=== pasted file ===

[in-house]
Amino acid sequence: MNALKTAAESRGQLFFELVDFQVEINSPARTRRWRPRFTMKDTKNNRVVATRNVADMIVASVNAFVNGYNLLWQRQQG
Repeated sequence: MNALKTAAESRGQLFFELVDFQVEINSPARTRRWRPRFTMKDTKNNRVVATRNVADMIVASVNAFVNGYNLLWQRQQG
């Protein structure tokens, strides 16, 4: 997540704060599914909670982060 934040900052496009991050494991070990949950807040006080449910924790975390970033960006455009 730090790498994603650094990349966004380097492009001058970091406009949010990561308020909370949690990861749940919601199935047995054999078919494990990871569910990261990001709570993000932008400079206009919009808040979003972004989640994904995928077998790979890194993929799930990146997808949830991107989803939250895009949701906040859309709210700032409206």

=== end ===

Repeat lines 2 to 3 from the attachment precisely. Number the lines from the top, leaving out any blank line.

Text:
Amino acid sequence: MNALKTAAESRGQLFFELVDFQVEINSPARTRRWRPRFTMKDTKNNRVVATRNVADMIVASVNAFVNGYNLLWQRQQG
Repeated sequence: MNALKTAAESRGQLFFELVDFQVEINSPARTRRWRPRFTMKDTKNNRVVATRNVADMIVASVNAFVNGYNLLWQRQQG